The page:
Yes, unicorns, the title is right! I finally developed a strong enough stomach to read the final book in this terrible series and give a recap of each chapter like I did in the past. And why am I doing this? For all of you, darlings! So let’s get started with Chapter Four of Fifty Shades Freed. We left the ridiculously toxic newlyweds on their honeymoon in France. Let’s see what else happens to these lost causes.
“I’d like to take the Jet Ski.”
His mouth drops open. “Erm.” He frowns, lost for words.
“I don’t want to bother Christian with this.”
He represses a sigh. “Mrs. Grey . . . um . . . I don’t think Mr. Grey would be very comfortable with that, and I’d like to keep my job.”
Oh, for heaven’s sake! I want to roll my eyes at him, but I narrow them instead, sighing heavily and expressing, I think, the right amount of frustrated indignation that I am not mistress of my own destiny. Then again, I don’t want Christian mad at Taylor—or me, for that matter.
Honey, I think that in order to be mistress of your own fate, you need to know that you’re going to risk pissing Christian off. Otherwise, you’re all talk and no action. Or else you can just let Taylor take the fall for you. By the way, does anyone else find it exceptionally disturbing that Christian has hired men to make sure his wife isn’t doing what he has forbidden her from doing? And really, who would want that kind of job, acting as babysitter to Ana?
He puts the BlackBerry down on the desk behind him, pulls me into his embrace, and kisses me passionately. I am breathless when he releases me. His eyes are dark and needy.
“You’re distracting me. I need to sort this, so I can get back to my honeymoon.” He runs an index finger down my face and caresses my chin, tilting my face up.
“Okay. I’m sorry.”
“Please don’t apologize, Mrs. Grey. I love your distractions.” He kisses the corner of my mouth.
“Go spend some money.” He releases me.
“Will do.” I smirk at him as I exit his study. My subconscious shakes her head and purses her lips. You didn’t tell him you were going on the Jet Ski, she chastises me in her singsong voice. I ignore her . . . Harpy.
I try once more, very gently squeezing the lever, and the Jet Ski lurches forward—but this time it keeps going. Yes! It goes some more. Ha ha! It still keeps going! I want to shout and squeal in excitement, but I resist. I cruise gently away from the yacht into the main harbor. Behind me, I hear the throaty roar of the motor launch. When I squeeze the gas further, the Jet Ski leaps forward, skating across the water. With the warm breeze in my hair and a fine sea spray on either side of me, I feel free. This rocks! No wonder Christian never lets me drive.
So this is a “deep” passage here, let me tell you. The Jet Ski symbolizes freedom, and Christian won’t let her drive the Jet Ski because he doesn’t want her to be free. She has to sneak around to drive the Jet Ski and seize her freedom. But she keeps going back to her cage, her relationship with Christian. On second thought, this is rather disturbing, isn’t it?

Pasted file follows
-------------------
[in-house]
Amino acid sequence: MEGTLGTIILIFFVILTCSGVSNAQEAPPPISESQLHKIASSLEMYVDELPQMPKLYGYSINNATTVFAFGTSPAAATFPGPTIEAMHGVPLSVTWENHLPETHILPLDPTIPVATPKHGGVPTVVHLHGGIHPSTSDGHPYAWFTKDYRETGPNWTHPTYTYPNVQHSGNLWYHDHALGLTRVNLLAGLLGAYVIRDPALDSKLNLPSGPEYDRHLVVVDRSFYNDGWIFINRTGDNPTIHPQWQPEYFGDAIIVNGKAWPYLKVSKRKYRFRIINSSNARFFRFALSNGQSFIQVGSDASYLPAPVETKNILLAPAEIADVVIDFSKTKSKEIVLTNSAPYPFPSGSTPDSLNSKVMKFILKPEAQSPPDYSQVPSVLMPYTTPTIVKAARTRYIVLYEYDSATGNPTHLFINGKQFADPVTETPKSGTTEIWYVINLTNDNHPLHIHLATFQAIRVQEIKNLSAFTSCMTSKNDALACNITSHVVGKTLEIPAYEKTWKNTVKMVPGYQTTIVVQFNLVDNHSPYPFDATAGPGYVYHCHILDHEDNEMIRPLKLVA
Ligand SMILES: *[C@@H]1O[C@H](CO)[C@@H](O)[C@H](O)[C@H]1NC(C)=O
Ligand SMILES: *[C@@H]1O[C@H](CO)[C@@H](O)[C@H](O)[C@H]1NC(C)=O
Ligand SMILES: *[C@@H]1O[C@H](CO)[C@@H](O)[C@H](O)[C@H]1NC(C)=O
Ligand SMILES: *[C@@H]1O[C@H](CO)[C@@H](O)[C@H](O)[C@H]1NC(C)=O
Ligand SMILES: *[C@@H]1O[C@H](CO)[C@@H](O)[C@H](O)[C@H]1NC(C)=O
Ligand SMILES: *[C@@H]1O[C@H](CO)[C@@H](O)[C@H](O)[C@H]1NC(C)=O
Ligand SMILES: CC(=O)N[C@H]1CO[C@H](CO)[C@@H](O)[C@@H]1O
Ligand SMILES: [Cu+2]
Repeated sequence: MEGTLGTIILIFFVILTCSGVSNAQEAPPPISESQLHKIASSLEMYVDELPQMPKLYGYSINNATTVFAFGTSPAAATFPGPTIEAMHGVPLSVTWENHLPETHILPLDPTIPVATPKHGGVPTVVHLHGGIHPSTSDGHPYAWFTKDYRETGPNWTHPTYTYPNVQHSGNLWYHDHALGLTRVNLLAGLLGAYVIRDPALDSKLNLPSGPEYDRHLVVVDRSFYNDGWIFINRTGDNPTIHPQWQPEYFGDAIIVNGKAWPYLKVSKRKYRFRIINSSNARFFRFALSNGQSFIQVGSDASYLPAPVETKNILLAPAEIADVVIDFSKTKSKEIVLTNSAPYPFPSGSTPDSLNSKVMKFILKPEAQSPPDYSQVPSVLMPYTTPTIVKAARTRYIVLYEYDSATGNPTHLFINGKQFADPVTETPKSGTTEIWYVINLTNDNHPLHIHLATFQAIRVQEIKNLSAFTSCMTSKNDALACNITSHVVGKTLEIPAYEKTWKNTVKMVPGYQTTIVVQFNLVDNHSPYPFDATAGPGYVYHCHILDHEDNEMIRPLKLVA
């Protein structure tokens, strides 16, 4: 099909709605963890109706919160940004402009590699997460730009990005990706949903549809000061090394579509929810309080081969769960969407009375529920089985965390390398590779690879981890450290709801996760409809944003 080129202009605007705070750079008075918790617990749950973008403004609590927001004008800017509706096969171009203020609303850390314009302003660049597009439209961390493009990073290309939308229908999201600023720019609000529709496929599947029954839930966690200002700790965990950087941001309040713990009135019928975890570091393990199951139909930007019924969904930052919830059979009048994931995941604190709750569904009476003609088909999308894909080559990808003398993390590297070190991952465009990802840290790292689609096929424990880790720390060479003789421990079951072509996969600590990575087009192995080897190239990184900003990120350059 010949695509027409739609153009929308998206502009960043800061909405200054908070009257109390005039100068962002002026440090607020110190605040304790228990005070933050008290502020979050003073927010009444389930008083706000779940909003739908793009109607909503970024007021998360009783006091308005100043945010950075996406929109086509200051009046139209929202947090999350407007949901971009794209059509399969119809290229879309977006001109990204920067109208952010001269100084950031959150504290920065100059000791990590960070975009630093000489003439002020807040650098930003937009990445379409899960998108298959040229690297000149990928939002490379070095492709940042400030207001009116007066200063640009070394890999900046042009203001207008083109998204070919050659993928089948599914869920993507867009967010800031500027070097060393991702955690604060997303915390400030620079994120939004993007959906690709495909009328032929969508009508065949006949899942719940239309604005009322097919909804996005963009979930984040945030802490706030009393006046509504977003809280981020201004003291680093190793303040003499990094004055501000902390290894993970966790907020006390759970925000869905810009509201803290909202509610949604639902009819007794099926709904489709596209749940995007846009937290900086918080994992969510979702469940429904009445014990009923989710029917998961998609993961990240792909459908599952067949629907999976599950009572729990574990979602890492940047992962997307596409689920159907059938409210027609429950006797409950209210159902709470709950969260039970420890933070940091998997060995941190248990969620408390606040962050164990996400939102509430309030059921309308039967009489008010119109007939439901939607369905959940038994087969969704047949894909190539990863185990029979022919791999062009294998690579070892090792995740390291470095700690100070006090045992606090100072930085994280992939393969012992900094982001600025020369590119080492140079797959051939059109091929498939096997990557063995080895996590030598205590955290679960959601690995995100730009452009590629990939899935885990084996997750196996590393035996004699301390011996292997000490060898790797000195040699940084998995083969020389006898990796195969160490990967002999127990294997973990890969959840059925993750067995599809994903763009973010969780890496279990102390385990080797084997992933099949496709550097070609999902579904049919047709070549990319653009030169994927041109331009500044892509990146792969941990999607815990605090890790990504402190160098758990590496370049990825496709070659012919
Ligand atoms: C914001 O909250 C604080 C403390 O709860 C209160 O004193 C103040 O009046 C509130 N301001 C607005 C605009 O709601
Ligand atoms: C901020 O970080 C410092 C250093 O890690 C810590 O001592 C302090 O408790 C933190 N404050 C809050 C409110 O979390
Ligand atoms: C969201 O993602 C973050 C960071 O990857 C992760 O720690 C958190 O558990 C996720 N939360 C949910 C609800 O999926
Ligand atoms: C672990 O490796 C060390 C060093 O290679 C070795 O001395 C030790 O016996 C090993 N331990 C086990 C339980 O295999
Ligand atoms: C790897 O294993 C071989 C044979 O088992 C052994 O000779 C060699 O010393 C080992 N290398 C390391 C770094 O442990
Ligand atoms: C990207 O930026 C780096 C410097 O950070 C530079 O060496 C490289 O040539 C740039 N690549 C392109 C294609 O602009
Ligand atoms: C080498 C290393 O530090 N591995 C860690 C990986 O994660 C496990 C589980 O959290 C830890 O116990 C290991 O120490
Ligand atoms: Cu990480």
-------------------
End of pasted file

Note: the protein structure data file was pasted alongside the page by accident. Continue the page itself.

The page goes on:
At the dock, I wait and let Taylor pull up ahead of me. His expression is bleak, and my heart sinks, though Gaston looks vaguely amused. I wonder briefly if something has happened to chill Gallic-American relations, but deep down I suspect the problem is probably me.
Yup, because everyone knows that French people just hate Americans, Ana…but guess what? It’s really that Gaston just doesn’t like you.
Why did I want to come shopping? I hate shopping. But deep down I know why, and I walk determinedly past Chanel, Gucci, Dior, and the other designer boutiques and eventually find the antidote to what ails me in a small, overstocked, touristy store. It’s a little silver ankle bracelet with small hearts and little bells. It tinkles sweetly and it costs five euros. As soon as I’ve bought it, I put it on. This is me—this is what I like. Immediately I feel more comfortable. I don’t want to lose touch with the girl who likes this, ever. Deep down, I know that I’m not only overwhelmed by Christian himself but also by his wealth. Will I ever get used to it?
Can we get an editor over here? She hates shopping, but it makes her feel better when she buys something. Isn’t that liking shopping? And Ana is an amateur when it comes to spending her husband’s money. She passes up designer stuff for a kitschy souvenir from a tourist trap.
“Why do you think I want this?” he asks, bemused.
No, no, no! You said you’d love it . . .
“Don’t you?” I ask, refusing to acknowledge my subconscious who is questioning why anyone would want erotic photographs of me. Christian swallows and runs a hand through his hair, and he looks so lost, so confused. He takes a deep breath.
“For me, photos like those have usually been an insurance policy, Ana. I know I’ve objectified women for so long,” he says and pauses awkwardly.
We wander through the opulent, gilt splendor of the eighteenth century Palace of Versailles. Once a humble hunting lodge, it was transformed by the Roi Soleil into a magnificent, lavish seat of power, but even before the eighteenth century ended it saw the last of those absolute monarchs.
The most stunning room by far is the Hall of Mirrors. The early afternoon light floods through windows to the west, lighting up the mirrors that line the east wall and illuminating the gold leaf décor and the enormous crystal chandeliers. It’s breathtaking.
“Interesting to see what becomes of a despotic megalomaniac who isolates himself in such splendor,” I murmur to Christian as he stands at my side. He gazes down and cocks his head to one side, regarding me with humor.
And that’s it for today!
(If you’re new to these recaps, check out the previous installments here.)